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LETTER: Conservatives, federally, would be 'disastrous'

'Slashing programs on vulnerable people is a hallmark of the Ford government,' laments letter writer, who warns of similar concerns if Conservatives win federal election
Ontario Premier Doug Ford is shown announcing a $25 million investment into Orillia Soldiers' Memorial Hospital late last year.

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It is very unfortunate that so many people in our society are struggling, and suffering — some on a daily basis — and they are not receiving the assistance or support that they should.

Mostly it is the low and lower income people that are and have been particularly disadvantaged just trying to survive in Ontario under the Ford Progressive Conservative government. This has been the situation for many years.

In my opinion, it would be very disastrous for low and lower income people if the Conservatives formed a government in the next federal election in Canada. Such as when the previous Stephen Harper Conservative government announced plans to raise the age of eligibility for Old Age Security and Guaranteed Income Supplement to 67 from 65. This would have been the biggest cut ever made to Canada’s modest public pension system, potentially pushing many thousands of seniors into poverty. (It was cancelled by the Liberal government in 2016, before it went into effect.)

But those planned cuts to OAS and GIS showed the Conservatives' real agenda — cutting effective social programs that the middle class and vulnerable Canadians depend so much upon.

The same has occurred in Ontario under the Doug Ford Conservative government; slashing programs on vulnerable people is a hallmark of the Ford government.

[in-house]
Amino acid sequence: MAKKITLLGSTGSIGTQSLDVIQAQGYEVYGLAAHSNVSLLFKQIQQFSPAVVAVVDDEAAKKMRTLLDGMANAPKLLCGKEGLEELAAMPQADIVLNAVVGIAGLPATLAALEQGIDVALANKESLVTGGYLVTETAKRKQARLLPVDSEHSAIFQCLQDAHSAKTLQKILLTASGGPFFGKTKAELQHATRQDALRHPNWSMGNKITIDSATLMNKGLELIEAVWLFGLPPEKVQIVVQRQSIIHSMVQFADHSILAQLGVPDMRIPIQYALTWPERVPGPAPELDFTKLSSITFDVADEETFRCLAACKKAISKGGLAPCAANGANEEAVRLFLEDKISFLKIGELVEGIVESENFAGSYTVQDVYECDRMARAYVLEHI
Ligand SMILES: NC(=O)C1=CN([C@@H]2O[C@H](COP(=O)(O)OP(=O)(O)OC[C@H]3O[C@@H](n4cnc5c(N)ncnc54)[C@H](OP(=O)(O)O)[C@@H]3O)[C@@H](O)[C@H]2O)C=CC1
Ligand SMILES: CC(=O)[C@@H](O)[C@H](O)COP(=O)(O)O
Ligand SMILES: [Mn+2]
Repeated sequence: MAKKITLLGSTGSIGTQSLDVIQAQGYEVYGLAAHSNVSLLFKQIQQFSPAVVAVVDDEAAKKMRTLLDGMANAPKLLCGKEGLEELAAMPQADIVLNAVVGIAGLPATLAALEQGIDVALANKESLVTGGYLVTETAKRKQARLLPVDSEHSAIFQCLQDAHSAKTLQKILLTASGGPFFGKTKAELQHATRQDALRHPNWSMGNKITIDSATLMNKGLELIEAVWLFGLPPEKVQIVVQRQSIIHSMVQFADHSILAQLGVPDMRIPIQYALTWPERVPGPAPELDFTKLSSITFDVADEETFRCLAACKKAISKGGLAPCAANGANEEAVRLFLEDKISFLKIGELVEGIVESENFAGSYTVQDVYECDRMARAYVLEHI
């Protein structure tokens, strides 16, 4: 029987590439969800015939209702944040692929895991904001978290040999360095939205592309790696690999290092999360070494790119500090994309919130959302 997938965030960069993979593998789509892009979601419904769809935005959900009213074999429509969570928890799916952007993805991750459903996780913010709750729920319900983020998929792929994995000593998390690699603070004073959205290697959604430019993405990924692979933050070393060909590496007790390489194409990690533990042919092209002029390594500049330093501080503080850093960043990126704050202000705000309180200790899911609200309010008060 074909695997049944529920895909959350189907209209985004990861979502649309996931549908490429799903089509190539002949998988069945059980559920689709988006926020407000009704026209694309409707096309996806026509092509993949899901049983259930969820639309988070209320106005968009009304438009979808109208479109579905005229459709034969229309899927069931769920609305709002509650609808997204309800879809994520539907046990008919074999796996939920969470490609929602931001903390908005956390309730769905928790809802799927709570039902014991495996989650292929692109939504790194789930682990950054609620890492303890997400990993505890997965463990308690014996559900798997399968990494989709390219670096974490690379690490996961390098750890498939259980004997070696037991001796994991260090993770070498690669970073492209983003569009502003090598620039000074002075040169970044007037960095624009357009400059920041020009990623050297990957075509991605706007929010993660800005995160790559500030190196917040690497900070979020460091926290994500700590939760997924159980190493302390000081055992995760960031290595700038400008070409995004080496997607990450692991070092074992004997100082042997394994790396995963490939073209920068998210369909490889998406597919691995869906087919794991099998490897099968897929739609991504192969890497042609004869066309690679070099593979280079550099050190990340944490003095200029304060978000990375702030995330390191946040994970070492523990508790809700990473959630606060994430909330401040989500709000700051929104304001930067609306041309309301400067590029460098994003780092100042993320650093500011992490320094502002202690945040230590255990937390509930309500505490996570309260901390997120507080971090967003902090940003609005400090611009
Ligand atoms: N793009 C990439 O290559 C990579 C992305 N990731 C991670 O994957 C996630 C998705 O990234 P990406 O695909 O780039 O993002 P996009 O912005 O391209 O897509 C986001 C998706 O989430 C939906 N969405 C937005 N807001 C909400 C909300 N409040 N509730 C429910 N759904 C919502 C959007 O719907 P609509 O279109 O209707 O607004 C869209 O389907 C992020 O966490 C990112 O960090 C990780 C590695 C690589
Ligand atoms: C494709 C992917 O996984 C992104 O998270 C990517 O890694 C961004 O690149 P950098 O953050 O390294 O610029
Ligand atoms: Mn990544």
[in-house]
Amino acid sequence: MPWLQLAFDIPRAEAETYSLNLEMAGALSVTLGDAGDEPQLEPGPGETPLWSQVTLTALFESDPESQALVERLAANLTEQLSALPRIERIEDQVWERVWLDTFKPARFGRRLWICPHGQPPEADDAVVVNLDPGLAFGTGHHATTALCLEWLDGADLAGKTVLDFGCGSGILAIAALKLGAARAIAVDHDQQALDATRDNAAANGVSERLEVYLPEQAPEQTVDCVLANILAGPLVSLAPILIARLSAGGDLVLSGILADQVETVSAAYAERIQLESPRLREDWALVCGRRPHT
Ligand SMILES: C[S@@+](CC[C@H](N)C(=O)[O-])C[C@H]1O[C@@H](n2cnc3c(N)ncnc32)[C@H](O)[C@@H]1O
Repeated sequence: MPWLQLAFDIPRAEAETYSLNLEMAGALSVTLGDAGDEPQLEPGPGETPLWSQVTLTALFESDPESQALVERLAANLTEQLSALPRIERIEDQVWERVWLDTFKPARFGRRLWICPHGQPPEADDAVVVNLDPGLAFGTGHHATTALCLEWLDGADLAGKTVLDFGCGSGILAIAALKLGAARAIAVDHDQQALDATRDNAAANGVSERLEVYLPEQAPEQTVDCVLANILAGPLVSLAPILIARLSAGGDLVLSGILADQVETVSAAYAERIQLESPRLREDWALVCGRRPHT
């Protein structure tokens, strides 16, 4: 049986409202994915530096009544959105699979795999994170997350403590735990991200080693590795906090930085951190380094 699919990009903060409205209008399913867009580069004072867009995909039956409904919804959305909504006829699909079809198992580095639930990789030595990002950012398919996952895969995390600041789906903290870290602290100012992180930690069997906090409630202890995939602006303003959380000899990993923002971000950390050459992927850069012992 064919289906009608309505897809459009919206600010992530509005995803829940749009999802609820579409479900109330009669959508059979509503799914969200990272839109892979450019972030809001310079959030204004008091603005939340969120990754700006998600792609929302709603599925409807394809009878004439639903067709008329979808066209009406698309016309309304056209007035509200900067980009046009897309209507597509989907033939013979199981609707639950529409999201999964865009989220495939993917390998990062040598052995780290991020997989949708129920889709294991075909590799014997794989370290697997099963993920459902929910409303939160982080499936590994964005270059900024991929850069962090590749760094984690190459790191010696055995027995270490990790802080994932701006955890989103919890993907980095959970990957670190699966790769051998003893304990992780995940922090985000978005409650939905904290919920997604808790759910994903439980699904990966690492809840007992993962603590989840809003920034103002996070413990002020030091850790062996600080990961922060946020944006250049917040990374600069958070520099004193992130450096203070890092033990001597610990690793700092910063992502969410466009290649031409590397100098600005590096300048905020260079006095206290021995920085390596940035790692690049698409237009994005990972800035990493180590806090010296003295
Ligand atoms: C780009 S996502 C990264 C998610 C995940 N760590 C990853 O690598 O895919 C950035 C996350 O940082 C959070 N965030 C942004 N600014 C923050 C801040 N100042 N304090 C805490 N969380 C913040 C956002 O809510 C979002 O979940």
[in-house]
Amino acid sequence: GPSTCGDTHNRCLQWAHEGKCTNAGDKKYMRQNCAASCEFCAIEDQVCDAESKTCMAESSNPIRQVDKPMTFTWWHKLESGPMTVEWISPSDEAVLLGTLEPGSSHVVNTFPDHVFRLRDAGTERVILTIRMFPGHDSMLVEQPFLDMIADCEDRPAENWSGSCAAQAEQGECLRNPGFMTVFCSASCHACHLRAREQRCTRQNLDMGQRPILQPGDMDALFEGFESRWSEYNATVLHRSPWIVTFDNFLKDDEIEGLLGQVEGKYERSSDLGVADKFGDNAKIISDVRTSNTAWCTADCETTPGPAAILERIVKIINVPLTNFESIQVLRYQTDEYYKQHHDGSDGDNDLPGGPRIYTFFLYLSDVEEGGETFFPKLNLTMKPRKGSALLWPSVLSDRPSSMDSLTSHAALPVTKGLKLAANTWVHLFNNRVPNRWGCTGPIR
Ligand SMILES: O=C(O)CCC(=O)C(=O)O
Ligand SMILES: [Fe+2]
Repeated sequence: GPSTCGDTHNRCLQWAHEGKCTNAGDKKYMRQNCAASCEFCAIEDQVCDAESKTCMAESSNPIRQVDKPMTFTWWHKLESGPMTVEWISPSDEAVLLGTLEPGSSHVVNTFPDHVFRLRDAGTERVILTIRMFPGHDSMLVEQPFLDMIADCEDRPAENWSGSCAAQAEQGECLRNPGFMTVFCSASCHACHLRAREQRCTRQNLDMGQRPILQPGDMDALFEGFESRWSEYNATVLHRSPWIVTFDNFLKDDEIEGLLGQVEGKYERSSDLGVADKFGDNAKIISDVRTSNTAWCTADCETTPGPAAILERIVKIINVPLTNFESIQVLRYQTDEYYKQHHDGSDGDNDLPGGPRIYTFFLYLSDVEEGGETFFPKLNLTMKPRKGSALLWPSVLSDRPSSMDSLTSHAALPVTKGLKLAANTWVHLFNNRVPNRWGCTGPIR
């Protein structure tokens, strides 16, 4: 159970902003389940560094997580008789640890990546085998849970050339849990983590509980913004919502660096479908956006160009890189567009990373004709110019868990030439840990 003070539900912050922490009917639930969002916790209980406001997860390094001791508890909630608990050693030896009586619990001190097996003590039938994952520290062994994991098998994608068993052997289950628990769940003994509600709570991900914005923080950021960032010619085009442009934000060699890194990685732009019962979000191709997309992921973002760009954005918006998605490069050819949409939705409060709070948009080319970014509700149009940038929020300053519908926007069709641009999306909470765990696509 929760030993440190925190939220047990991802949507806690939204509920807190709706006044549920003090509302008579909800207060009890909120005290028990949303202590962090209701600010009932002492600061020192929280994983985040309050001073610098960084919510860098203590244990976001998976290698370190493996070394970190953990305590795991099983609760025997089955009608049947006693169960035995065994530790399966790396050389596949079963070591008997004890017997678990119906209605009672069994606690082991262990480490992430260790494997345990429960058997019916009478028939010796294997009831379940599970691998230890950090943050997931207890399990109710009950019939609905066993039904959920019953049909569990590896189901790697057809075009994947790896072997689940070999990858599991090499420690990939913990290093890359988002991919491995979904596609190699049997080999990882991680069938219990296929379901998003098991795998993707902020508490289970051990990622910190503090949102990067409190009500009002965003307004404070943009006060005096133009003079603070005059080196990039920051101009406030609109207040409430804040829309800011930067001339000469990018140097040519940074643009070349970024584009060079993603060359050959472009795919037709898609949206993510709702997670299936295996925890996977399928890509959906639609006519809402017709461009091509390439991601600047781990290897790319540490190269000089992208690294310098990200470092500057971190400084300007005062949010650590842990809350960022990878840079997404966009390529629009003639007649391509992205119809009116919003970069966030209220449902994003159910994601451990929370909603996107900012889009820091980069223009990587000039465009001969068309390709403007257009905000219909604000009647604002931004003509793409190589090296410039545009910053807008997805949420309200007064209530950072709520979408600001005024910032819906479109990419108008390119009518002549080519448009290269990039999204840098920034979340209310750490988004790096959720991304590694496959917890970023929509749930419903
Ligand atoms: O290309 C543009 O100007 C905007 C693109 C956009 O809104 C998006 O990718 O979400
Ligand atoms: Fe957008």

As far as the agreement between the federal Liberals and the New Democrats, they are currently working together to prevent an election through what is known as the Supply and Confidence Agreement which they reached after the 2021 election failed to produce a majority government for the Liberals. Although it went against the wishes of some NDP MPs, the NDP committed to supporting the Liberals on crucial confidence and budget and other money votes in exchange for progress on some key NDP issues until June 2025.

Until now, the arrangement they made has worked well enough to keep the Liberal — NDP deal together, which has proved to be a good thing for low lower income Canadians.

The most significant achievement under the Liberal-NDP deal has been a comprehensive dental insurance program. Cost for all dental care is now provided for seniors over 72, and over time, the age coverage requirement will be lowered until everyone is insured. However, the dental coverage has been facilitated, that is still not the case for the health care demand of the New Democrats; national pharmacare, or comprehensive insurance for everyone in Canada for prescription drugs.

The deadline for pharmacare legislation to be introduced was the end of 2023. However, an agreement was reached to extend the deadline to March 1, 2024. At this time it remains unclear if that deadline will be met. Whether a bill like that would be enough to appease the NDP remains to be seen. The NDP leader has talked of consequences if the NDP’s demands are not met, and the drastic consequences would be the termination of the Supply and Confidence Agreement.

The most drastic consequences would be an election that the Conservatives would win, and they have no interest in either a pharmacare plan or an expanded dental care plan.

In the minority government between 2019 and 2021, the NDP kept the Liberals in office because neither wanted an election. One was called only after the Liberals mistakenly thought they could win a majority. Until then, separate negotiations were conducted before each confidence vote to ensure the government survived.

If the NDP abandons their deal with the Liberals as a pre-election positioning move and Justin Trudeau does not call an election, they would likely revert to that arrangement.

The Conservatives would have a harder time labelling the Trudeau government a Liberal-NDP coalition, but nothing else would really change. And if that is what happens, there will be no federal election in 2024. It is my hope that the Liberal-NDP agreement survives until June 2025 as per their agreement as it would be disastrous if the Conservatives got elected especially for low income Canadians who would suffer greatly.

Doug Abernethy